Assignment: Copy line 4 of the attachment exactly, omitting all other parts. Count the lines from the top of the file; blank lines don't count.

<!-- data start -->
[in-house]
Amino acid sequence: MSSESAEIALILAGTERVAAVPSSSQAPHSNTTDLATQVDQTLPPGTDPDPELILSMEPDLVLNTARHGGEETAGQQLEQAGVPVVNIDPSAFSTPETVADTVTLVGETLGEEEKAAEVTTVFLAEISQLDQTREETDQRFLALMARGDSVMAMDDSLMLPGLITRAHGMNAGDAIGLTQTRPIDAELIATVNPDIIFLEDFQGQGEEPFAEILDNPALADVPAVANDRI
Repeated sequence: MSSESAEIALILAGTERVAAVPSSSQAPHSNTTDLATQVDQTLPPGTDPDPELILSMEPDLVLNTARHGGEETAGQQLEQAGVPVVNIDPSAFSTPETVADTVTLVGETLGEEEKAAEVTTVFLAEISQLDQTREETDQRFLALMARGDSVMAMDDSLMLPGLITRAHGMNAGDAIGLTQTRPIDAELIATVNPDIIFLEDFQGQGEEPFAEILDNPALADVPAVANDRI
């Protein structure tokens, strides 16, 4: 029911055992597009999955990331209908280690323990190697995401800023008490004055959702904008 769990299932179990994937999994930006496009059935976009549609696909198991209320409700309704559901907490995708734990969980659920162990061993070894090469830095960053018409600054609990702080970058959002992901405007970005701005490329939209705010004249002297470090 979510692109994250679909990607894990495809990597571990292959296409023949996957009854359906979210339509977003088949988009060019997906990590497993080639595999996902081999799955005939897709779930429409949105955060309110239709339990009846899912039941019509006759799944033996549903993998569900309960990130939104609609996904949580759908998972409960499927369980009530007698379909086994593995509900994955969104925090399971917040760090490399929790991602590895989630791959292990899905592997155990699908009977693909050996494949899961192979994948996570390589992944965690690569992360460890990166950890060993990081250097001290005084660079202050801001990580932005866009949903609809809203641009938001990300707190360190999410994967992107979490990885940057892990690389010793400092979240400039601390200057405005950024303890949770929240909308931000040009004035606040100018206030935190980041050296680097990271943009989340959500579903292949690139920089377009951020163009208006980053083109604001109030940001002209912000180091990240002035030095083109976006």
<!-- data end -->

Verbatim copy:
């Protein structure tokens, strides 16, 4: 029911055992597009999955990331209908280690323990190697995401800023008490004055959702904008 769990299932179990994937999994930006496009059935976009549609696909198991209320409700309704559901907490995708734990969980659920162990061993070894090469830095960053018409600054609990702080970058959002992901405007970005701005490329939209705010004249002297470090 979510692109994250679909990607894990495809990597571990292959296409023949996957009854359906979210339509977003088949988009060019997906990590497993080639595999996902081999799955005939897709779930429409949105955060309110239709339990009846899912039941019509006759799944033996549903993998569900309960990130939104609609996904949580759908998972409960499927369980009530007698379909086994593995509900994955969104925090399971917040760090490399929790991602590895989630791959292990899905592997155990699908009977693909050996494949899961192979994948996570390589992944965690690569992360460890990166950890060993990081250097001290005084660079202050801001990580932005866009949903609809809203641009938001990300707190360190999410994967992107979490990885940057892990690389010793400092979240400039601390200057405005950024303890949770929240909308931000040009004035606040100018206030935190980041050296680097990271943009989340959500579903292949690139920089377009951020163009208006980053083109604001109030940001002209912000180091990240002035030095083109976006």